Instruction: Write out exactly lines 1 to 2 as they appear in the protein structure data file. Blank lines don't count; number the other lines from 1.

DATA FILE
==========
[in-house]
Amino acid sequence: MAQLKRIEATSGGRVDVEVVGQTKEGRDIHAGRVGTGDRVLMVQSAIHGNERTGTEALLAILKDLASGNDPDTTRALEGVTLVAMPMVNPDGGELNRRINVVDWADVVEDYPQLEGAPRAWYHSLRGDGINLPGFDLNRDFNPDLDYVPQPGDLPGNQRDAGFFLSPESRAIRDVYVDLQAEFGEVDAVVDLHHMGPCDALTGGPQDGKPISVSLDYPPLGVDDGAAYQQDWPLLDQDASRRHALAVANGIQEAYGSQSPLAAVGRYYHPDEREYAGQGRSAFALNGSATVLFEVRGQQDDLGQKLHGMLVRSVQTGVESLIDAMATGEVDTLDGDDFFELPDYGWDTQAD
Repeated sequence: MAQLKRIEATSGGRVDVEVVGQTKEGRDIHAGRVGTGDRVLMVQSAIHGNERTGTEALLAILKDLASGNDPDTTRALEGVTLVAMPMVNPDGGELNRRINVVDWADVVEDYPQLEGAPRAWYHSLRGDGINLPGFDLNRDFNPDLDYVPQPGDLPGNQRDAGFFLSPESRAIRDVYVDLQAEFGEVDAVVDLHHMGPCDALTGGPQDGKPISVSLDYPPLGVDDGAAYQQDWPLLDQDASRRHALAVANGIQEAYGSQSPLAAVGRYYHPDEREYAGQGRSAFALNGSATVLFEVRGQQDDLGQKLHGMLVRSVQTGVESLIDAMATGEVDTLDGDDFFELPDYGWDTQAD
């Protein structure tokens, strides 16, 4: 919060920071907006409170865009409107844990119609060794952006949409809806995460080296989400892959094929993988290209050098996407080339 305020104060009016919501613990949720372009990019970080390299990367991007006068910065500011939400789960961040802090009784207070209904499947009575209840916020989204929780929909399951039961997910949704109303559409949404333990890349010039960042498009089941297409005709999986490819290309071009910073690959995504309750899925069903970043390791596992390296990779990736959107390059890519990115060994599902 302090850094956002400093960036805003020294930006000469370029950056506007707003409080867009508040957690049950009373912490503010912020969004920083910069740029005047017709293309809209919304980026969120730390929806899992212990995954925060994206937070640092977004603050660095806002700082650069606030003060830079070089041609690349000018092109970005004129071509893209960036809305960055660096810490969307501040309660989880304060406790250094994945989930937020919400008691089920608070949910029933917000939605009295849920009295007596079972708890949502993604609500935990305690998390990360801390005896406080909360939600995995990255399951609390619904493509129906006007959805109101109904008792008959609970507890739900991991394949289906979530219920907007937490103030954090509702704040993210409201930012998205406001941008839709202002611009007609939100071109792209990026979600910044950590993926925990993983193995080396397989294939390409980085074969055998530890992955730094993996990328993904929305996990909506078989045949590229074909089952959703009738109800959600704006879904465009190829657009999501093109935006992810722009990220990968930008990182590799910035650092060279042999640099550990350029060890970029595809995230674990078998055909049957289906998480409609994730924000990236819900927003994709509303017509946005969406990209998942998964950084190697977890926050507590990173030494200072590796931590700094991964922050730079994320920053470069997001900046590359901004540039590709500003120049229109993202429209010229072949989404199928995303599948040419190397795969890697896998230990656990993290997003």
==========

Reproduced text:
[in-house]
Amino acid sequence: MAQLKRIEATSGGRVDVEVVGQTKEGRDIHAGRVGTGDRVLMVQSAIHGNERTGTEALLAILKDLASGNDPDTTRALEGVTLVAMPMVNPDGGELNRRINVVDWADVVEDYPQLEGAPRAWYHSLRGDGINLPGFDLNRDFNPDLDYVPQPGDLPGNQRDAGFFLSPESRAIRDVYVDLQAEFGEVDAVVDLHHMGPCDALTGGPQDGKPISVSLDYPPLGVDDGAAYQQDWPLLDQDASRRHALAVANGIQEAYGSQSPLAAVGRYYHPDEREYAGQGRSAFALNGSATVLFEVRGQQDDLGQKLHGMLVRSVQTGVESLIDAMATGEVDTLDGDDFFELPDYGWDTQAD